A Note on "Ransom"
A wealth of Hebrew
understanding pertaining to "redemption" lies behind lutron
("ransom"), a concept deployed by Jesus himself.
Note the three major
Hebrew words for "redemption":
1] pdh (padah)
2] kpr (kippur)
3] g'l (goel)
Redemption is a mighty act of God bringing deliverance from oppression,
as in the deliverance of Israel out of Egypt and the house of bondage, and also
as in deliverance from the power of death.
It stresses both a
redemption out of the oppression of evil and out of the judgement of God upon
it, but with a special emphasis on
the cost of redemption
through the substitutionary offering of life,
the dramatic nature of the
redeeming act as a sheer intervention (a "rescue mission") on the part
of God in human affairs.
It is an act of
redemption from unlawful bondage,
stripping the enthraller of usurped authority and vaunted right.
(There is no
suggestion of a ransom being paid to
someone. This is a secular concept
of redemption not found in scripture.)
This term speaks of the sacrificial aspect of redemption, the sacrifice
by which propitiation is effected and the barrier of sin and guilt between God
and humankind done away with (expiated.)
God is always the
subject first and the object only secondarily (lest it appear that something
other than God can avert God's wrath.)
The emphasis here is
atonement as judgement upon the wrong through the offering of life, as well as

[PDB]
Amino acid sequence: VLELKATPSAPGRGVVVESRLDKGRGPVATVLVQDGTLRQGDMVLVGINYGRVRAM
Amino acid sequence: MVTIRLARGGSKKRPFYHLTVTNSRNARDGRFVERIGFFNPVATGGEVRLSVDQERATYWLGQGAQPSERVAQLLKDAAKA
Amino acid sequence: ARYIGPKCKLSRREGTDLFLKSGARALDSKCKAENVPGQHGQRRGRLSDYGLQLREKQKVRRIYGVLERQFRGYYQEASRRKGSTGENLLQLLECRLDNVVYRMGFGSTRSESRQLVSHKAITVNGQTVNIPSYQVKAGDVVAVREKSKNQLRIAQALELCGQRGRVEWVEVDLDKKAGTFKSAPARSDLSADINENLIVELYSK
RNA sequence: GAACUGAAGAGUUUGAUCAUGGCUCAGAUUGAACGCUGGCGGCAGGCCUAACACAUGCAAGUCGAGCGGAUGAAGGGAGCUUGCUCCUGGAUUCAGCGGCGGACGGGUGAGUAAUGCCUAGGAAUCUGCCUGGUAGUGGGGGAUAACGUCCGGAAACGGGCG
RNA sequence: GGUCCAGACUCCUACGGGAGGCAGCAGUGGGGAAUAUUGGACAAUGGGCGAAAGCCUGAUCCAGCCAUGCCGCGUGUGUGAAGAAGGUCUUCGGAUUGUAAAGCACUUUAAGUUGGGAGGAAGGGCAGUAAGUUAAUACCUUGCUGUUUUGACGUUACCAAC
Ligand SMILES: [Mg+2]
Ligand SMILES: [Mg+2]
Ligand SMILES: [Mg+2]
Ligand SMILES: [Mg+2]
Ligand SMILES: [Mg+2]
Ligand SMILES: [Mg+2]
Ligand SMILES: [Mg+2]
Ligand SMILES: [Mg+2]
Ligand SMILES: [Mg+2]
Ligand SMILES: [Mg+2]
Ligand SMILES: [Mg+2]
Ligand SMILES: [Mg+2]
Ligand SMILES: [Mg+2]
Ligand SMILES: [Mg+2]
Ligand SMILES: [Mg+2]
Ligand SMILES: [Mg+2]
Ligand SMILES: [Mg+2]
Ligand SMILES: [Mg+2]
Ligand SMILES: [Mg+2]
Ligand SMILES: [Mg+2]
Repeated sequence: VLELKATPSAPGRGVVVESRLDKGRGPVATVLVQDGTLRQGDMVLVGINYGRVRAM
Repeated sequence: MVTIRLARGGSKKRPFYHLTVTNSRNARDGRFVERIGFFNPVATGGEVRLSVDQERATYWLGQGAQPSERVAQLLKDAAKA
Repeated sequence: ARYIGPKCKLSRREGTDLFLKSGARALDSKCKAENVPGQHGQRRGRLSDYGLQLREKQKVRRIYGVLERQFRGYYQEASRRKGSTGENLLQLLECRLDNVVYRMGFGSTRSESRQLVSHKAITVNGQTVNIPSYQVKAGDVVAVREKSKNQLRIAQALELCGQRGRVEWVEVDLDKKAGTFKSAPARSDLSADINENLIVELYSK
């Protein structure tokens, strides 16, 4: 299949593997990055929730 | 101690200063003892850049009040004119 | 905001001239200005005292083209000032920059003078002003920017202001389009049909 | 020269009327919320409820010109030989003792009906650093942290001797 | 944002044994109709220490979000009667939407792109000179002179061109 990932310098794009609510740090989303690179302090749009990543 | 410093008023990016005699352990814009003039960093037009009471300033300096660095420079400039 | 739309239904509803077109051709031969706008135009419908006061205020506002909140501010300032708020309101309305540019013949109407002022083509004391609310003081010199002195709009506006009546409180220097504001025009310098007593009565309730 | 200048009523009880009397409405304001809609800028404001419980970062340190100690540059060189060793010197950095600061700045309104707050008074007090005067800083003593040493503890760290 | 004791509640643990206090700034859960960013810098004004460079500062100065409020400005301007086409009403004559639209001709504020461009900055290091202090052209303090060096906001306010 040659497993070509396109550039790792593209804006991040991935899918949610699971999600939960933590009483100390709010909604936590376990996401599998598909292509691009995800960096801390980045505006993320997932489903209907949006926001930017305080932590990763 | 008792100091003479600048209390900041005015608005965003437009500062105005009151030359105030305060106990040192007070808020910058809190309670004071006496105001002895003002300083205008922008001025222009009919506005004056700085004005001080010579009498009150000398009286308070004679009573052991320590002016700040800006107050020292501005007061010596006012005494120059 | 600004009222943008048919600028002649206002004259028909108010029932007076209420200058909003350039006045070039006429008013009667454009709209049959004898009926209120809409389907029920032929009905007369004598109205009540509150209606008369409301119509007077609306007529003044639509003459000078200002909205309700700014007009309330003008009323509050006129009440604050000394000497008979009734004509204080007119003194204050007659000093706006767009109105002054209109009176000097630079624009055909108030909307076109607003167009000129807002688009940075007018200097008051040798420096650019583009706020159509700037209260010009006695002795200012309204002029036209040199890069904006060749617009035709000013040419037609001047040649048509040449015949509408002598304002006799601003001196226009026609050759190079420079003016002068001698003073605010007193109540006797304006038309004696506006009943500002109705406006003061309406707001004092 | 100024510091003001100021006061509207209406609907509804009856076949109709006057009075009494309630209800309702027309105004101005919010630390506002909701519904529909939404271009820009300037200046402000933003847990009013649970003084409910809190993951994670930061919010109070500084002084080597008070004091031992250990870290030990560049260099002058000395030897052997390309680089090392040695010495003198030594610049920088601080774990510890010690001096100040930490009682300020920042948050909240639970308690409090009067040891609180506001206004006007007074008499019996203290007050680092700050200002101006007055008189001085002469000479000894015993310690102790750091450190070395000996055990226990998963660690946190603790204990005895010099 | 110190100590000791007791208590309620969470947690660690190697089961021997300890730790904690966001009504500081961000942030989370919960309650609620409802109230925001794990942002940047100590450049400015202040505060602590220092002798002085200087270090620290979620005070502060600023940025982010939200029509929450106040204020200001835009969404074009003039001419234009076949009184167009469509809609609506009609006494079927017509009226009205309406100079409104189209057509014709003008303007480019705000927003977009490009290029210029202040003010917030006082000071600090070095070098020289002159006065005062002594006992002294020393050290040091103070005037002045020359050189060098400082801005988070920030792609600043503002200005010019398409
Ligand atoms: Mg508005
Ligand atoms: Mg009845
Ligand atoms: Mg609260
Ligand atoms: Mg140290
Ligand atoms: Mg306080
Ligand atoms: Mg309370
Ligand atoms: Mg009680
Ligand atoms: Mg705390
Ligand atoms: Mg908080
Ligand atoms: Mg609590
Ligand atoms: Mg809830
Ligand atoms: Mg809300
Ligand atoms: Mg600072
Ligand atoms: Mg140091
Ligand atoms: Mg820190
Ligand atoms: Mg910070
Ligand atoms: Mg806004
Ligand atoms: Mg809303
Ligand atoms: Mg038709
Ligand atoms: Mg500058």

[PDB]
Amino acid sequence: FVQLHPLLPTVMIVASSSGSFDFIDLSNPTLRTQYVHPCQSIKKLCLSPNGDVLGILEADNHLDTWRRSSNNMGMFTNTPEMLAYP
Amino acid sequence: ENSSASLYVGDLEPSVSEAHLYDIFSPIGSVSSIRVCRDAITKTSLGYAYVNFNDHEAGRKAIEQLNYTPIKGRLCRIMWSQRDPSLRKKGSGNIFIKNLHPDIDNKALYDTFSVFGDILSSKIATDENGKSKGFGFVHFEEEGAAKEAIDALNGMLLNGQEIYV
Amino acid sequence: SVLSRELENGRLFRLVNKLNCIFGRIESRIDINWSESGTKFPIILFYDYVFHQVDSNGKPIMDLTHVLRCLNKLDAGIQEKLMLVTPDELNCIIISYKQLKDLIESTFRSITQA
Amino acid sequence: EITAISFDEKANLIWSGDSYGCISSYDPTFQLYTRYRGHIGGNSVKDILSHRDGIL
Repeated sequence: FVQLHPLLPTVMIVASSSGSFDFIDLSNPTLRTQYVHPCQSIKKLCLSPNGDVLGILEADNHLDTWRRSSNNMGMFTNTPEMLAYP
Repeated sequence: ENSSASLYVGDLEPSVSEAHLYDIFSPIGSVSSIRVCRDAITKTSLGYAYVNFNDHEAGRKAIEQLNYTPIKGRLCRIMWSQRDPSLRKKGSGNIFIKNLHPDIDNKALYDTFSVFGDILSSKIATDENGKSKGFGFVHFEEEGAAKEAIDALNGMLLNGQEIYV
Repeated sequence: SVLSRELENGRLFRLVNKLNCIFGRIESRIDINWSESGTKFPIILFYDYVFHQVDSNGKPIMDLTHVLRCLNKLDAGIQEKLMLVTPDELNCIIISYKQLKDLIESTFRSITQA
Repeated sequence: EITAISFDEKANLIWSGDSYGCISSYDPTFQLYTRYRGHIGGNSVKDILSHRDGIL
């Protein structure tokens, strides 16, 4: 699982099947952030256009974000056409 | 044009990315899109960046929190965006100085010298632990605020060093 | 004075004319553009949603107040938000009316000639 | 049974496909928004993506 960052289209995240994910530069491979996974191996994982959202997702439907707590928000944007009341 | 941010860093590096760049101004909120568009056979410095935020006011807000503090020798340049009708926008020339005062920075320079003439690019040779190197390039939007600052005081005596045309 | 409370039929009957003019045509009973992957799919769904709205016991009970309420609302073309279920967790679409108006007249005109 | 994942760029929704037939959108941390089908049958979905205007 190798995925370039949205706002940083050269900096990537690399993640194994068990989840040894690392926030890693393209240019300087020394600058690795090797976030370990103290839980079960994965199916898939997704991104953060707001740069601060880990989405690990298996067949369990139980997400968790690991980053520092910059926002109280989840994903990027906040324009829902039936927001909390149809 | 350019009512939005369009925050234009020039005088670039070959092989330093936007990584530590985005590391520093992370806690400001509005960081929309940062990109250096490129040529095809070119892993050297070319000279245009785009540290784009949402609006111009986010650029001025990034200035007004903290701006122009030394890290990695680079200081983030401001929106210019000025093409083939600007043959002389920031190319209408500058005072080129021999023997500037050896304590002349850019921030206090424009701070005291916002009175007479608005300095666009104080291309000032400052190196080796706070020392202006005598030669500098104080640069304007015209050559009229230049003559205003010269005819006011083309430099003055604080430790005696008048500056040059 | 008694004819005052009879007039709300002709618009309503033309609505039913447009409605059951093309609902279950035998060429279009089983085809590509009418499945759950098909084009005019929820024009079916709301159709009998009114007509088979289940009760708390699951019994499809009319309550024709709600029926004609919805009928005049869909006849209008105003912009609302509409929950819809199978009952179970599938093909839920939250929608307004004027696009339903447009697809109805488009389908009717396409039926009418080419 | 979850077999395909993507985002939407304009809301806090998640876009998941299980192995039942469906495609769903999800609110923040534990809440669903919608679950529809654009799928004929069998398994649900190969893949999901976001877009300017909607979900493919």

restoration to favour and holiness before God.
This term speaks of redemption out of destitution or forfeited rights or
bondage, undertaken by an advocate who is related to the person in need either
through kinship or covenant love.
Here the focus is on
the person of the redeemer, the "goel."
The redeemer claims the cause of the person in need as his own cause.
In the older
testament all three overlap. All three are used to speak of the redemption of
Israel out of Egypt. All three are
also used in Isaiah 40 (the promise of a new exodus when God will redeem his
people through his anointed servant, the servant mediating the covenant, being
afflicted with the judgements of God, and bearing the iniquities of the people
as he is made an offering for sin.) The
newer testament doesn't make systematic use of these three, but they are all
taken for granted and woven together in the apostles' understanding of Jesus